The first big breakdown of 2000 turns out to be the marriage of billionaire Ted Turner and actress Jane Fonda, who announced yesterday that they are separating.

The "ultimate power couple," who celebrated their eighth anniversary two weeks ago, released a joint statement: "While we continue to be committed to the long-term success of our marriage, we find ourselves at a juncture where we must each take some personal time for ourselves. Therefore, we have mutually decided to spend some time apart."

There was the usual call for respect, presumably a faint hope for privacy, and the certainty that the media will deconstruct every nuance of the troubled marriage. Odds on the "long-term success"--given the decision to make their separation public--are not glowing.

Which is all a pity, for a number of reasons. One cannot help but feel an extra twinge for Jane. If any of the reports are true, Fonda reinvented herself--becoming the perfect trophy wife--for the brash, brilliant founder of CNN.

"I am the luckiest human being in the world," she told InStyle magazine in 1996.

Many women play Barbie until they grow up and decide a perfect body and an adoring gaze are not the secret to a perfect union. Fonda started as Barbarella, morphed into an anti-war activist, Oscar-winning actress, fitness guru and then celebrity spouse, complete with an impressive set of new breasts and the full-time role of Mrs. Turner.

"Ted is not a man that you leave to go on location," she explained. "He needs you there all the time."

This was the third marriage for Turner, 61, and Fonda, 62, and one that looked as if it would last. The two wed on Dec. 21, 1991, which was Fonda's 54th birthday. Less than a year later, she had moved to Atlanta and said she was giving up an acting and business career of 30 years to devote more time to her husband.

"Yes, I'm in love," she told the Associated Press. "I won't be in movies anymore. I walked away with nary a glance back."

Turner also claimed he was a changed man: "From male chauvinist to being totally in favor of equal sharing of power and responsibility, I'm going to be a totally different kind of husband this time. This will be my last one. Hopefully."

It was Turner who pursued the Hollywood legend after her divorce from Tom Hayden. It was easy to see her appeal for him: another star acquisition for his global empire. She apparently adored his Southern charm and attention. "Turner knows how to treat a lady," said an old friend of Fonda's. "It's that old-fashioned Southern kind of stuff--gifts and caring. Tom was not good at all that. Ted's got that--he's very open in public."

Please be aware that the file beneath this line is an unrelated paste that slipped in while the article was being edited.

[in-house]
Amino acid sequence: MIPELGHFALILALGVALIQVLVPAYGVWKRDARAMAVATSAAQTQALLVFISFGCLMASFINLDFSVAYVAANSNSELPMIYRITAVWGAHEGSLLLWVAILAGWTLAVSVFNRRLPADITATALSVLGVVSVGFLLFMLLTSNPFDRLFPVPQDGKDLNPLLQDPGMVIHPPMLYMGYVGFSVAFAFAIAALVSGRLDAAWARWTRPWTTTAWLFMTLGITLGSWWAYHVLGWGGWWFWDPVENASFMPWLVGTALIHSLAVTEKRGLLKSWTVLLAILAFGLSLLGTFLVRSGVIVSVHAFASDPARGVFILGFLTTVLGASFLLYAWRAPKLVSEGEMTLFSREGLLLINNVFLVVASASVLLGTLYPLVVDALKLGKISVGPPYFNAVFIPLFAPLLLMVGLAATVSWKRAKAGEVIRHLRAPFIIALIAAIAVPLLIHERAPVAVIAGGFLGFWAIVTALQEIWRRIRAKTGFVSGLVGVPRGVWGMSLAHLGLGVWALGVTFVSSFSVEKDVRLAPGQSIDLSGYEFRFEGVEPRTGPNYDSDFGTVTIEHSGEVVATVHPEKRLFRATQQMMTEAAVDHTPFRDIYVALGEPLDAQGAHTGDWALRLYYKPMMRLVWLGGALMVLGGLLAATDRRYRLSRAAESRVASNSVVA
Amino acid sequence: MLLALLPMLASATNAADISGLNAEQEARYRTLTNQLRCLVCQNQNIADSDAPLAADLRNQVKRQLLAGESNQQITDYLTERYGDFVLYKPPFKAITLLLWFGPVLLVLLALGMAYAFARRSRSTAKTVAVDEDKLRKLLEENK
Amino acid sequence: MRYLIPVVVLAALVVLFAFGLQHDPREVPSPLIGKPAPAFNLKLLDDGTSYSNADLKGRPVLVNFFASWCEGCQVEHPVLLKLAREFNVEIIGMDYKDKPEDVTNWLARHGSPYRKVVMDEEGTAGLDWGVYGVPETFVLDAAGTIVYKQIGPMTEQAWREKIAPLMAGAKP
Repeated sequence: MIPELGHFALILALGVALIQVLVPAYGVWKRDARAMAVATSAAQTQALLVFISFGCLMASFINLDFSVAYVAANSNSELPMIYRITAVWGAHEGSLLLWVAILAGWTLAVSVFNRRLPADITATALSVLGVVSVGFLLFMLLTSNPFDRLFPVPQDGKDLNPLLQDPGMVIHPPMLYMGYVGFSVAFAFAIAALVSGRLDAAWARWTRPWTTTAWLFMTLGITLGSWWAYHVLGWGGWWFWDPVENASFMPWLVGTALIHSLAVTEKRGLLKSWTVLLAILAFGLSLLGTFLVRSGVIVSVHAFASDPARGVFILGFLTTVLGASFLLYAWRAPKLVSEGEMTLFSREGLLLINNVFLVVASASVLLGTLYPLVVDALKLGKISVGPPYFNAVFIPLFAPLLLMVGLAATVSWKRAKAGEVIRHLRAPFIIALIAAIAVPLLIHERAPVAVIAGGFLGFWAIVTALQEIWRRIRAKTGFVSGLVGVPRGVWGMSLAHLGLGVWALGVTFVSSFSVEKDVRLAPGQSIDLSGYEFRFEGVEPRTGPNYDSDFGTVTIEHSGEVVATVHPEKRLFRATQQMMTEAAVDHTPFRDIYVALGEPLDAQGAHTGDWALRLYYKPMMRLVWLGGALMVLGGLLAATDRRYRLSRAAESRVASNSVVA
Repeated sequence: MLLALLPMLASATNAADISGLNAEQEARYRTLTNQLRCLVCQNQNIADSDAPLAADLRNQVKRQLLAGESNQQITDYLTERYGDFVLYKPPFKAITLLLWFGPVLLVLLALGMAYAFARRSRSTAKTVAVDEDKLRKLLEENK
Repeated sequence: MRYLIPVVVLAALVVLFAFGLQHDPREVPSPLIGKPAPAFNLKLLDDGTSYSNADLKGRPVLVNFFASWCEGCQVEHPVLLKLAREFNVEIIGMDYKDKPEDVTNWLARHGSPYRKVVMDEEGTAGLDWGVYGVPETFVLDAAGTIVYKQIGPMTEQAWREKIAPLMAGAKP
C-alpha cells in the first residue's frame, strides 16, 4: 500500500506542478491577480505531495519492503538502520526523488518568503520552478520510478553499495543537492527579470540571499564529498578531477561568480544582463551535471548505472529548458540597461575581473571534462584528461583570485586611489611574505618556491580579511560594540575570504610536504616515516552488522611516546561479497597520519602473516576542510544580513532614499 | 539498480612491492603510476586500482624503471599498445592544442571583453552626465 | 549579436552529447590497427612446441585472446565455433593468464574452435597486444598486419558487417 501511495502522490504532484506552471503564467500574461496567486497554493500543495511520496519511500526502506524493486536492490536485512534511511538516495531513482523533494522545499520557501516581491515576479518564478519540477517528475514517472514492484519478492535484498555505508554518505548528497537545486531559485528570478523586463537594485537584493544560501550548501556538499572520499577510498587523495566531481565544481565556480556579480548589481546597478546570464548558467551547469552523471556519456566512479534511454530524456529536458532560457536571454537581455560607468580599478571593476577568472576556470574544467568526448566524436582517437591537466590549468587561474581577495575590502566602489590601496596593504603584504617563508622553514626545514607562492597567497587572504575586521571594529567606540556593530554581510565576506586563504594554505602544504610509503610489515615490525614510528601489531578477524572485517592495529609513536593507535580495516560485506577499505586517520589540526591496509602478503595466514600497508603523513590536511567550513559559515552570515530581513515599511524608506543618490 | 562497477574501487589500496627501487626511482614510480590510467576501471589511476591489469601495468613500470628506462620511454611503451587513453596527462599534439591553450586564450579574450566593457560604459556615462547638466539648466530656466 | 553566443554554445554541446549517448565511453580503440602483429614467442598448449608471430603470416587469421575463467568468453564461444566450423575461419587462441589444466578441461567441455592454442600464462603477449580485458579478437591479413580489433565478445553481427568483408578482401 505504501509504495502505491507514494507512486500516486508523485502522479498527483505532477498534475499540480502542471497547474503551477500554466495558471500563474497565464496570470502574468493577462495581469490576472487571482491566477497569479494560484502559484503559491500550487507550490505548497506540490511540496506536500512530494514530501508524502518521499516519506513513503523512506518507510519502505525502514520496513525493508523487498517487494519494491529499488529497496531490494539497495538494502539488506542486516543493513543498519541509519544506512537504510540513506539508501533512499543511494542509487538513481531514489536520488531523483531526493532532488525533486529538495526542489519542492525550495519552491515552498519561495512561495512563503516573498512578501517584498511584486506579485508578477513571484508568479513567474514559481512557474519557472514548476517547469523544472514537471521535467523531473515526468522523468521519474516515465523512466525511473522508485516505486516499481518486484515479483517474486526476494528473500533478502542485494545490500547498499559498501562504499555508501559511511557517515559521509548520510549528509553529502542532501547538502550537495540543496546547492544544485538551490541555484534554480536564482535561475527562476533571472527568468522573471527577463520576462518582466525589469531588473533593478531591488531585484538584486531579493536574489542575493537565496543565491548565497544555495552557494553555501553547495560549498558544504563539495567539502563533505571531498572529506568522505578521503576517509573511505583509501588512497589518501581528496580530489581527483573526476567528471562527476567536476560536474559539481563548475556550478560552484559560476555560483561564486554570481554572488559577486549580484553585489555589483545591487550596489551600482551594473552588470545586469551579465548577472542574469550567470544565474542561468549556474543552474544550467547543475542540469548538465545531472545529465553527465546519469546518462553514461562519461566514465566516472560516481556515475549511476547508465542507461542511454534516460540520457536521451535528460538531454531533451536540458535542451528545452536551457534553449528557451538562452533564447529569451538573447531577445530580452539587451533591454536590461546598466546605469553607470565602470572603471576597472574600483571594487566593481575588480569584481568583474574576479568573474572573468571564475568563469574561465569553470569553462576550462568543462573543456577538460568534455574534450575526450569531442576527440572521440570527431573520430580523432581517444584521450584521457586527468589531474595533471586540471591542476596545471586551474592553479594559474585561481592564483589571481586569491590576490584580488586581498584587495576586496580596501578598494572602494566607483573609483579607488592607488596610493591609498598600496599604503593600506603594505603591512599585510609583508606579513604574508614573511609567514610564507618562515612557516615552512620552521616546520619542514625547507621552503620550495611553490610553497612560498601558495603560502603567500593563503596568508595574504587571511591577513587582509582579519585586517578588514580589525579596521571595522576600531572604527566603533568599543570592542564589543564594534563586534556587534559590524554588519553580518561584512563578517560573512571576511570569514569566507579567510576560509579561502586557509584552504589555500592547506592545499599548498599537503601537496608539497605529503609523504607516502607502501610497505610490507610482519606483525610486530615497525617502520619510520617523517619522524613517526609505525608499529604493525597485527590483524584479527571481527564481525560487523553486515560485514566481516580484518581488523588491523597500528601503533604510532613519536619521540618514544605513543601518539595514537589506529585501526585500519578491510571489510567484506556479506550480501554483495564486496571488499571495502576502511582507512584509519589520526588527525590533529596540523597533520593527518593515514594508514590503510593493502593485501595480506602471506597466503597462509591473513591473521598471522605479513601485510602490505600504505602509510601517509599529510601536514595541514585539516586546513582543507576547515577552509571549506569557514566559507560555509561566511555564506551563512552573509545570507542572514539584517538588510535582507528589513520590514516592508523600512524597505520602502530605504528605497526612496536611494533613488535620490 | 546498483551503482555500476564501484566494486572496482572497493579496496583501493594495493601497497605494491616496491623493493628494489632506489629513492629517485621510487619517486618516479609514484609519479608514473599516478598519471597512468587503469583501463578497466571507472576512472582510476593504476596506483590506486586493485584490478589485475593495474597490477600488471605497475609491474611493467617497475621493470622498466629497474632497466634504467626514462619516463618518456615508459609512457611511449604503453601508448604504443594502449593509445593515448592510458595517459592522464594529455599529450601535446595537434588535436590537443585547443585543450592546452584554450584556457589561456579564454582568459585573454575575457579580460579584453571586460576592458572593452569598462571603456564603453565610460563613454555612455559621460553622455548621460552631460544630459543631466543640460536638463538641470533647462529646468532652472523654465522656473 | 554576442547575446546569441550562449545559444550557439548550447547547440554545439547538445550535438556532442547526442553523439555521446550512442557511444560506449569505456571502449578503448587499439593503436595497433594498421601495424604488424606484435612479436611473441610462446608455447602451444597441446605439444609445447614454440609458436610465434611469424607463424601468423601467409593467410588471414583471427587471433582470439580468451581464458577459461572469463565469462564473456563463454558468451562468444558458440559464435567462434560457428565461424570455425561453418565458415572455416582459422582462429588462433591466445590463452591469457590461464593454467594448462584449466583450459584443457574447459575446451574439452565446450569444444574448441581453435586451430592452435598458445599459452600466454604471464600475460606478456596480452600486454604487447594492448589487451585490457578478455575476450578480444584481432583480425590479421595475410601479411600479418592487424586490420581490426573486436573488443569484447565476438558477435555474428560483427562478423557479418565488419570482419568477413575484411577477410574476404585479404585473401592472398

Predictably, the media went nuts over the power matchup. Laura Lee Turner, the eldest of Turner's five children, told Esquire magazine, "My father and Jane would make a great president and first lady."

Fonda founded the Georgia Campaign for Adolescent Pregnancy Prevention, and began to talk about self-esteem and her inner life. In a speech to teenage girls in 1998, Fonda said she still had "a ways to go before I can feel happy with myself," but said meeting Turner had changed her life.

The spotlight continued to glare on Turner, with a smiling Fonda at his side: In 1997, he contributed $1 billion to the United Nations for programs addressing women's health and population control. A year later, he said that he was "very serious about running for president, but Jane doesn't want me to do it."

Fonda's response? "Wherever Ted goes, I go."

But, despite all the changes, Fonda continued to be a political liability. Millions of conservatives never forgave her "Hanoi Jane" position during Vietnam. And she was forced to apologize after saying that parts of Georgia resembled a Third World country. "Maybe the view from your penthouse apartment is not as clear as it needs to be," scolded then-Gov. Zell Miller.

All was not perfect at home, either. Fonda reportedly was upset about her husband's nonstop schedule, and there were veiled reports of other women. In 1998, Turner admitted the two had been to a marriage counselor. "Jane wants me to become a saint--but I'm not."

Early last year, Turner joked that the prohibition against adultery should be removed from the Ten Commandments.

Rumors floated all year that the marriage was over. The New York Post reported that divorce lawyers were in the picture, despite the fact that the couple appeared hand-in-hand at public appearances. In May 1999, the couple released a statement saying they were "extremely happy together."

Two months ago, the two traveled to Africa, where Fonda told reporters, "I have no more career. I have no more things I used to do. I am totally focused on children and adolescent pregnancy."

See Jane. See Jane run. What will Jane become next?

CAPTION: Jane Fonda went from film director-husband Roger Vadim's "Barbarella" to

CAPTION: Ted Turner and Jane Fonda at the Oscars in 1997, after she quit show business. "Ted is not a man that you leave to go on location," Fonda said.